Mr Goulding, who holds the title of Under-Secretary General for Peace-keeping Operations, even announced that the UN Protection Force in what was Yugoslavia 'has achieved an enormous amount' in the last four months. Only in his later remarks did Mr Goulding refer to the 'bad security' - the paramilitary forces intimidating civilians in UN 'protected areas', the difficulties in returning refugees to their homes.
Thousands more UN troops are due to arrive to escort relief convoys through the winter months, perhaps under guerrilla attack. What one wanted to know was whether Mr Goulding was not just a little bit dispirited. 'I sometimes feel depressed,' he replied. 'I don't feel depressed as a result of this visit . . . but what are the alternatives? . . . this is proving to be very difficult.'
Indeed it is. Thus it was that Mr Goulding began to outline what appears to be the UN's real policy in the Balkans. 'We can only persevere,' he said. 'The only alternative is to intervene militarily . . . or leave the parties to fight it out. Therefore we have to slog on, to go on working bit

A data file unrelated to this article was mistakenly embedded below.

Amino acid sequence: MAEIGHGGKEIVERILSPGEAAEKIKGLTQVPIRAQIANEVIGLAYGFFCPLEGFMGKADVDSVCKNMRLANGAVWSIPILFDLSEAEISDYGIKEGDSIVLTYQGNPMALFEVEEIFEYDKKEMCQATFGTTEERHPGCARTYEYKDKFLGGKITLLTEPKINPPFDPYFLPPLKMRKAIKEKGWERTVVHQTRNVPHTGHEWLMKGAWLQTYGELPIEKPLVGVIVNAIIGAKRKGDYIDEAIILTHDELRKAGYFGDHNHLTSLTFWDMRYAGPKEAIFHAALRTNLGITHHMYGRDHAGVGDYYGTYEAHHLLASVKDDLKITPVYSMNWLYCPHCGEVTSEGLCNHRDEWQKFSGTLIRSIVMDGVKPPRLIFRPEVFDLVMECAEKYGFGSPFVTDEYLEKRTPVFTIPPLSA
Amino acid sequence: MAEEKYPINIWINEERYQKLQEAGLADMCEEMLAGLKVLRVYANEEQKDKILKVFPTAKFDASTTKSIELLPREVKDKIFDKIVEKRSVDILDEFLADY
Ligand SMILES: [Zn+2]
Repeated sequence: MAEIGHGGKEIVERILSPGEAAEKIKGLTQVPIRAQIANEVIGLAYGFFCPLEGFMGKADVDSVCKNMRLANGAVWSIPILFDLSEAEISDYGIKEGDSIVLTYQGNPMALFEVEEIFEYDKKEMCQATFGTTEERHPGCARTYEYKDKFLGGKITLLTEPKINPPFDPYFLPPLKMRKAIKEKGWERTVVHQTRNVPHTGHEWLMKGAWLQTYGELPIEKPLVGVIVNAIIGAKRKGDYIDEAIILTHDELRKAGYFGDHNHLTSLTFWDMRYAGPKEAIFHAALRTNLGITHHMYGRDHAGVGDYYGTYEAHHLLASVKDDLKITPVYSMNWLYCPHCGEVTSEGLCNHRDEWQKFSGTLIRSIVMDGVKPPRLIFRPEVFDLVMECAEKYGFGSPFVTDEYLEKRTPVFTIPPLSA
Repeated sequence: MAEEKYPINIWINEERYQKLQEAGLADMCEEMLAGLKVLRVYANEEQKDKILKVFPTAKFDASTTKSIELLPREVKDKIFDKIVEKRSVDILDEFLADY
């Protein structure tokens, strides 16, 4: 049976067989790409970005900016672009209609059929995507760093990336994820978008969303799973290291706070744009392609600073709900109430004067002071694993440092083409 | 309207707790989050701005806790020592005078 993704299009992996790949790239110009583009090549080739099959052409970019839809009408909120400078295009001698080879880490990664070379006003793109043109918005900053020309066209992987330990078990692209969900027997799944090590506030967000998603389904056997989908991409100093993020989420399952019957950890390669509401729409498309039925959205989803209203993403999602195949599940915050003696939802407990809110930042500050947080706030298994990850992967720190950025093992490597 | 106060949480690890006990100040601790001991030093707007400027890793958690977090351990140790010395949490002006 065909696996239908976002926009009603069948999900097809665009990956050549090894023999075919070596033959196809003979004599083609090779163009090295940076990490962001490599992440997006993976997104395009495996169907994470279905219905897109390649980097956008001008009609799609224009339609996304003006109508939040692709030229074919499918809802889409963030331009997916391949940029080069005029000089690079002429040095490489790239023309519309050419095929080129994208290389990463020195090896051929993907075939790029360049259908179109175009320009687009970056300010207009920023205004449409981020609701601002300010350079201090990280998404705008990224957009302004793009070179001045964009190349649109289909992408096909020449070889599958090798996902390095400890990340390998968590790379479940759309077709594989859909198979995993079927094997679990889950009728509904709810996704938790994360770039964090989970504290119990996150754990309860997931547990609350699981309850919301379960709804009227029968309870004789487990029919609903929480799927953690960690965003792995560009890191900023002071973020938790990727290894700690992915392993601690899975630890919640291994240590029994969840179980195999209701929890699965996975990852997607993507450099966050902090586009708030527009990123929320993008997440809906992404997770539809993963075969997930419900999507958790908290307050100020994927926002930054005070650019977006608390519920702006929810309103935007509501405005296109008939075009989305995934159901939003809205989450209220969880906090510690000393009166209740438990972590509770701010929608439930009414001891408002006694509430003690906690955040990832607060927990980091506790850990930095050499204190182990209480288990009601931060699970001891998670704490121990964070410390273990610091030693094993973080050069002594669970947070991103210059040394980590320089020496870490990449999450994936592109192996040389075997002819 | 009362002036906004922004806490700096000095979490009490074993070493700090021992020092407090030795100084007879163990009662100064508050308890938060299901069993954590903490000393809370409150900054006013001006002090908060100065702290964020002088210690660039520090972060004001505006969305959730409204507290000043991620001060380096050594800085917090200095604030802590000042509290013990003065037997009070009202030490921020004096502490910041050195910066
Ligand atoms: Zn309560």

Listening to the assurances Mr Goulding had been given from Messrs Milosevic, Karadic, Tudjman and Izetbegovic, it was impossible not to be reminded of the Middle East back in 1978, when the United Nations Interim Force in Lebanon took up position. With equally varied militias prowling around and equally forthcoming assurances of goodwill, this 'interim' force is still in Lebanon today. So would Mr Goulding like to promise us that UN force will not still be in the Balkans in 14 years? 'I believe not]' he boldly promised us. We shall see.Reuse content